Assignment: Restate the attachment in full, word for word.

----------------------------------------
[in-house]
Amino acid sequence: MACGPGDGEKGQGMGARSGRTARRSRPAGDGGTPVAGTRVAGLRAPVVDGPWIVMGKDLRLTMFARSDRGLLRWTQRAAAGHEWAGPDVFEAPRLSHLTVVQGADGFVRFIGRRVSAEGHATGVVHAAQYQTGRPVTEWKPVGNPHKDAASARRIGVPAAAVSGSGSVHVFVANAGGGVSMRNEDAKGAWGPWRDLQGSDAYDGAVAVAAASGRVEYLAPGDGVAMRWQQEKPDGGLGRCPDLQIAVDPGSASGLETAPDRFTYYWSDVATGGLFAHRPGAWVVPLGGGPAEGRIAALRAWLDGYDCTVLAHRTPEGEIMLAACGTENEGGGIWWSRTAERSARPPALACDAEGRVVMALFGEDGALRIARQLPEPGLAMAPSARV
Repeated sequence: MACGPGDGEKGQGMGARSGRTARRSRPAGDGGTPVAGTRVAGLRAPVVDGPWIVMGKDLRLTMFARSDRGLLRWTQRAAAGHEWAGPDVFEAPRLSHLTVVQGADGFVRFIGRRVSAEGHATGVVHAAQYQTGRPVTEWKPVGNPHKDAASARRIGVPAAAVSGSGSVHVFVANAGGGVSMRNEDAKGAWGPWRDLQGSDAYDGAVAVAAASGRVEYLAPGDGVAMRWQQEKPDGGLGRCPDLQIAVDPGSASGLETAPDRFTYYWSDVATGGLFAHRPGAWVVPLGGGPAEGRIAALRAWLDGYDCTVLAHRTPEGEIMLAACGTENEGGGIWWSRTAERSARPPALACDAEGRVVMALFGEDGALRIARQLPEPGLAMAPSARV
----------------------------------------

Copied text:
[in-house]
Amino acid sequence: MACGPGDGEKGQGMGARSGRTARRSRPAGDGGTPVAGTRVAGLRAPVVDGPWIVMGKDLRLTMFARSDRGLLRWTQRAAAGHEWAGPDVFEAPRLSHLTVVQGADGFVRFIGRRVSAEGHATGVVHAAQYQTGRPVTEWKPVGNPHKDAASARRIGVPAAAVSGSGSVHVFVANAGGGVSMRNEDAKGAWGPWRDLQGSDAYDGAVAVAAASGRVEYLAPGDGVAMRWQQEKPDGGLGRCPDLQIAVDPGSASGLETAPDRFTYYWSDVATGGLFAHRPGAWVVPLGGGPAEGRIAALRAWLDGYDCTVLAHRTPEGEIMLAACGTENEGGGIWWSRTAERSARPPALACDAEGRVVMALFGEDGALRIARQLPEPGLAMAPSARV
Repeated sequence: MACGPGDGEKGQGMGARSGRTARRSRPAGDGGTPVAGTRVAGLRAPVVDGPWIVMGKDLRLTMFARSDRGLLRWTQRAAAGHEWAGPDVFEAPRLSHLTVVQGADGFVRFIGRRVSAEGHATGVVHAAQYQTGRPVTEWKPVGNPHKDAASARRIGVPAAAVSGSGSVHVFVANAGGGVSMRNEDAKGAWGPWRDLQGSDAYDGAVAVAAASGRVEYLAPGDGVAMRWQQEKPDGGLGRCPDLQIAVDPGSASGLETAPDRFTYYWSDVATGGLFAHRPGAWVVPLGGGPAEGRIAALRAWLDGYDCTVLAHRTPEGEIMLAACGTENEGGGIWWSRTAERSARPPALACDAEGRVVMALFGEDGALRIARQLPEPGLAMAPSARV